In responding to the 9/11 attacks on the US, many liberal democracies substantively expanded the scope of the criminal law as well as the investigative powers of law enforcement and intelligence agencies. In some cases, constitutional rights have been curtailed or even suspended. In Japan, however, no significant changes to the Criminal Code or the Code of Criminal Procedure were enacted as a result of 9/11. Although legislative measures related to terrorist financing were introduced to ensure that Japan complied with obligations in international law and some controversial changes were made to immigration procedures for foreign nationals, no comprehensive anti-terrorism law of the kind passed in many other jurisdictions was enacted. In fact, the principle legal instrument for countering terrorism, the Subversive Activities Prevention Law, was not amended in spite of various well-documented deficiencies. At first glance, the Japanese response to 9/11 appears to be a controlled one, at least when compared with other states. And yet, although Japan’s response to 9/11 has been relatively uncontroversial insofar as it relates to domestic counter-terrorism law and policy, 9/11 did instigate a significant shift in Japanese legal and political culture. However, unlike many jurisdictions where discussion of counter-terrorism focused on balancing the civil liberties of suspect populations with national security interests, the Japanese debate primarily involved a different issue, namely what is an appropriate military contribution for a sovereign nation to make in the global war on terrorism. More practically, this has meant delimiting the role for the Japanese Self-Defense Forces (SDF) in counter-terrorism operations overseas, particularly in Afghanistan.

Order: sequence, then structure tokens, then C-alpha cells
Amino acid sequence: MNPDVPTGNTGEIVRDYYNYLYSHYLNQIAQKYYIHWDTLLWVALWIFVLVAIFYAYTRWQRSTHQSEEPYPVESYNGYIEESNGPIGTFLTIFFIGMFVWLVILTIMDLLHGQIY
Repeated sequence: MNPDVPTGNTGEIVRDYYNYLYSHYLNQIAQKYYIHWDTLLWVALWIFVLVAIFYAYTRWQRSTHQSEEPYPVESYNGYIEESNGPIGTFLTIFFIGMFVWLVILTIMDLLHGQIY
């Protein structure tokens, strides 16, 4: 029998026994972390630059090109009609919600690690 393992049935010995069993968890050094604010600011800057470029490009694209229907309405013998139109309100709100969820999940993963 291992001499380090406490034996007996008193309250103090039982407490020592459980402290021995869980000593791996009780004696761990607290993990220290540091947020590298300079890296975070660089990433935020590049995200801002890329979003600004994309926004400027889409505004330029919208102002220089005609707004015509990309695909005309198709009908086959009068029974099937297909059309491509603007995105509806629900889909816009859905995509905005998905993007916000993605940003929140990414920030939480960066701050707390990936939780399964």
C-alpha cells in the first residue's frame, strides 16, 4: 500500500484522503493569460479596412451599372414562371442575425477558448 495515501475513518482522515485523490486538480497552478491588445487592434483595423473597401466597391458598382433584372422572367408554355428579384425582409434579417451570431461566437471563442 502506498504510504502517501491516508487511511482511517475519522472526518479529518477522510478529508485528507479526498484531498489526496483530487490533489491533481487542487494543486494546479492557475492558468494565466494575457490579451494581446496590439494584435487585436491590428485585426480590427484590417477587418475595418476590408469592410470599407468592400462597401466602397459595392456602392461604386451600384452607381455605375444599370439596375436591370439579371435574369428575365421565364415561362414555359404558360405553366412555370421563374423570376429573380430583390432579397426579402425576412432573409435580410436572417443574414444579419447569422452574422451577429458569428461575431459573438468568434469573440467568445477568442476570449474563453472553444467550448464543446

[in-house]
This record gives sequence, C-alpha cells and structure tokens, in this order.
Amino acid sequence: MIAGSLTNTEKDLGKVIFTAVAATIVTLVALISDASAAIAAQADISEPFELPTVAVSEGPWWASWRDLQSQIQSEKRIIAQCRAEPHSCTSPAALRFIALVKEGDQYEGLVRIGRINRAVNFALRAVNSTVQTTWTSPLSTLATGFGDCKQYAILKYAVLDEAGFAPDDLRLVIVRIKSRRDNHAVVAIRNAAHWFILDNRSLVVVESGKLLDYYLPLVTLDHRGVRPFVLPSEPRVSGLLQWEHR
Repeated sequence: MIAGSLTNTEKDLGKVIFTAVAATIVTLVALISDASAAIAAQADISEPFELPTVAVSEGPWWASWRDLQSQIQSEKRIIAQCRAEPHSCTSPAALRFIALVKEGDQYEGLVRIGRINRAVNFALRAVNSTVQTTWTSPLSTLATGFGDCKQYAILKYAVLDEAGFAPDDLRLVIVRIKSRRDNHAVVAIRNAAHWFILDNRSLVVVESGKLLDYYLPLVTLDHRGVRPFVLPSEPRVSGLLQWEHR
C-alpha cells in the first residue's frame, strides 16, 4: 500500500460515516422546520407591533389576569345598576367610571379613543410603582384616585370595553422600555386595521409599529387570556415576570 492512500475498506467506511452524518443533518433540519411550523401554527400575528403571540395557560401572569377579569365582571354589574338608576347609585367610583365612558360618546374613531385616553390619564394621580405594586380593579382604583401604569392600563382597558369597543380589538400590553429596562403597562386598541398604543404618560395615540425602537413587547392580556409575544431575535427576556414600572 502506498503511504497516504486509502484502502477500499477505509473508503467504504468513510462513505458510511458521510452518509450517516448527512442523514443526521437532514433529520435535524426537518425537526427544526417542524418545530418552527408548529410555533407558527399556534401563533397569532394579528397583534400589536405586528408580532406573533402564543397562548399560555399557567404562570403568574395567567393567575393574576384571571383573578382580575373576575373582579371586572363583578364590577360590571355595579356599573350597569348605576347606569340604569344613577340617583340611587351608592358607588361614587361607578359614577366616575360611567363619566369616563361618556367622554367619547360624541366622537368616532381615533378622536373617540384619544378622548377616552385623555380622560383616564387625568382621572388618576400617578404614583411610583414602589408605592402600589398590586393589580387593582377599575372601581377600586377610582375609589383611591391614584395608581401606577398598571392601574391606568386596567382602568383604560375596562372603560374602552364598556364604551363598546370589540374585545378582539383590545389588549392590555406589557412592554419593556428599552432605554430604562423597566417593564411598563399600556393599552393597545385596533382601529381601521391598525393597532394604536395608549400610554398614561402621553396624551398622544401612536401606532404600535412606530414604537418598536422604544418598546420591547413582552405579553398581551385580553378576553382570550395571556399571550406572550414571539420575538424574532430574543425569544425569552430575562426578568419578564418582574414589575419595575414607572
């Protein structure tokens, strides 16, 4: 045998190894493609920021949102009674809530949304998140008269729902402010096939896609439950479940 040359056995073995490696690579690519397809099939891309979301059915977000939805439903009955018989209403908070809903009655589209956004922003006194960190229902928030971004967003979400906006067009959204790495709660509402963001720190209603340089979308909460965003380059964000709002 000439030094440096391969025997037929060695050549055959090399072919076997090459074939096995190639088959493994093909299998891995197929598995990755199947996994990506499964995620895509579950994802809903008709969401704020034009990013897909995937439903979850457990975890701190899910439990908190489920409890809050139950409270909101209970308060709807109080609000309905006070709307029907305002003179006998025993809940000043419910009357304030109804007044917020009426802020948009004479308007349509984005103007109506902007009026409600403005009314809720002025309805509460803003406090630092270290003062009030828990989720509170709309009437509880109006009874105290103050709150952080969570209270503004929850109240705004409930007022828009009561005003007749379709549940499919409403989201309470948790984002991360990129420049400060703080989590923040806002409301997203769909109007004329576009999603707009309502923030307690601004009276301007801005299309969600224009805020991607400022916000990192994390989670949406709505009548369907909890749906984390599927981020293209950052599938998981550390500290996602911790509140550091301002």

All Science Journal Classification (ASJC) codes
- Social Sciences(all)